City of Missoula begins drafting ordinance on recreational marijuana sales
MISSOULA – City planners will begin drafting an ordinance governing the sale of recreational marijuana in Missoula and where these businesses can locate, hoping to have an ordinance in place by January 1, when the sale of pot will become legal.
Last year, voters in Missoula County overwhelmingly passed a statewide voting measure that gave every county the option of accepting the sale and use of marijuana for any purpose. recreational. With the sale date quickly approaching, the city plans to pass rules guiding the new industry in accordance with state law.
“Our team looked at our own regulations regarding how we have done things in the past with medical marijuana companies and looked at how other places have reacted to this type of legislation,” said said town planner Ben Brewer.
According to city officials, more than 70 marijuana-related companies are currently operating in the Missoula metropolitan area. Of these, about 50 serve as medical marijuana dispensaries while 20 operate as growers or serve other industry needs.
Under state law, existing medical marijuana businesses that were licensed before November 2020 can begin selling recreational marijuana on January 1. Further commercial licenses will be available to the general public for recreational sales on July 1.
To avoid any negative impact from the new industry, city council on Wednesday asked city planners to prepare an ordinance amending the city’s zoning code to indicate where a marijuana business can operate, from retail to cultivation and to the making.
The proposals for cultivation and manufacturing would define a business by the size of its operations and fall into a certain classification, ranging from cottage producers to large-scale manufacturing. The business would be authorized in certain zoning districts based on this classification.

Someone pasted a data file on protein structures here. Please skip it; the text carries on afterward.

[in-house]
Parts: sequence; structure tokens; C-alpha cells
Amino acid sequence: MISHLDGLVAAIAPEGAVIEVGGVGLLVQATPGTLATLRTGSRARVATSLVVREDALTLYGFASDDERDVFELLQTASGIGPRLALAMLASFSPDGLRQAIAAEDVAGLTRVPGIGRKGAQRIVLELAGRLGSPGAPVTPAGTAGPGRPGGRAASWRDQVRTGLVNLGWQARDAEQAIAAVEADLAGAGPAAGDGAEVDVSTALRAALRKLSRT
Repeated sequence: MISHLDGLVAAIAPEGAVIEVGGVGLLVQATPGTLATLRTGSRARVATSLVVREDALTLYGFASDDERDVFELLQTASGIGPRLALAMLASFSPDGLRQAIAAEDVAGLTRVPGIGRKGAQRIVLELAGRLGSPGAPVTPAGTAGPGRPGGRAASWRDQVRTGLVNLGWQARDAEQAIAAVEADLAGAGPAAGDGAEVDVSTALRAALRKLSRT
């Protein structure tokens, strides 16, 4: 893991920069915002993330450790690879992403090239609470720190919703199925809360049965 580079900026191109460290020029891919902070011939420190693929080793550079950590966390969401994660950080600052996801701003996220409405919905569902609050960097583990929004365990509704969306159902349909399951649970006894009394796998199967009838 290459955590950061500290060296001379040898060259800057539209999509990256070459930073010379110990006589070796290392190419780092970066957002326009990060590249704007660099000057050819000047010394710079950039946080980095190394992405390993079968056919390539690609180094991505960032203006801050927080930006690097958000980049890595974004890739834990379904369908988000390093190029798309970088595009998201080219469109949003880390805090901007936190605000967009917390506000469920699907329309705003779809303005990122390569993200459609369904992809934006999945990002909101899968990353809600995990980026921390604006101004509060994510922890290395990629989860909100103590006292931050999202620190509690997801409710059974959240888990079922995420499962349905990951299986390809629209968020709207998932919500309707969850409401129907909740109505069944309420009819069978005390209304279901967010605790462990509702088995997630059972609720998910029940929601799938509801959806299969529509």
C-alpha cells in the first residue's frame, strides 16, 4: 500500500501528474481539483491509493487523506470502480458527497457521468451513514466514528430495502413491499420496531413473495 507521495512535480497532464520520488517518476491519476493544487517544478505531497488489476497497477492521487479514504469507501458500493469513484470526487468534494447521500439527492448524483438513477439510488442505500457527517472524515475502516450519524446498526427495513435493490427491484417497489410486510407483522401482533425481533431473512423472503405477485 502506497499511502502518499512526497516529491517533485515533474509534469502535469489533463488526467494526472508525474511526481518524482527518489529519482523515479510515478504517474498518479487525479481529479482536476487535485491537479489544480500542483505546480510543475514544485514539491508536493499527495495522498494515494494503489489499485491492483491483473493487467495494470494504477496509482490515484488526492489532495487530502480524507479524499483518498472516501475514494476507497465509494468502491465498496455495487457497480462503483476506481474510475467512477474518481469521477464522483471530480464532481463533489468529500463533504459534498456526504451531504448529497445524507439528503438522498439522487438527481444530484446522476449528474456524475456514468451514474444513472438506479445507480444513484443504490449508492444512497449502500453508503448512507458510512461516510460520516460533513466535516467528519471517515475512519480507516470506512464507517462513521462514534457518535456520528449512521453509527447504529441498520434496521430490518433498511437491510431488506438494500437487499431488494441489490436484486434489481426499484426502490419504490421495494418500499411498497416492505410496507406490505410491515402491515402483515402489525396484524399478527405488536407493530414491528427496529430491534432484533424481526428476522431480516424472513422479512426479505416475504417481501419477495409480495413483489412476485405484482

But retail sales would be allowed in all districts, although the proposed ordinance would ban dispensaries from setting up within 500 feet of a school or church. A dispensary could also not sit within 500 feet of another dispensary.
The hope is to prevent the grouping of pot stores in one particular location.
“Our Hip Strip and our downtown area have already had a huge impact on the arrival of stores,” said Gwen Jones, board member. “In the space of 12 to 18 months, we’re seeing a huge shift in the downtown vibe, with marijuana shops coming in and loading medically before the January start date for recreation. “
Jones would like to see a buffer zone of over 500 feet. Under state law, distance is measured from one entrance to another.
“Right now with the 500 foot buffer, for the most part, it could be every block. I think it’s too close, ”Jones said. “I want to scatter them across Missoula, and creating a bigger buffer would create that incentive.”
Other measures could also be included, such as capping the number of marijuana businesses as a whole and limiting the number of “frosted” windows on any business.
Ensuring that the right end of the industry is located in the right area is also a goal of the proposed ordinance.
“A retail dispensary is best suited to commercial areas alongside other retail businesses,” said city planner Cassie Tripard. “But if they continue to cluster together, they will lead to a lack of diverse uses in that particular neighborhood, affecting the urban form and a lack of other amenities.”
On a 9-1 vote, city council members on Wednesday asked planning staff to prepare the new ordinance and schedule a public hearing for November. The matter will also go to town planning council and further consideration by city council with an expected adoption date set for November 29.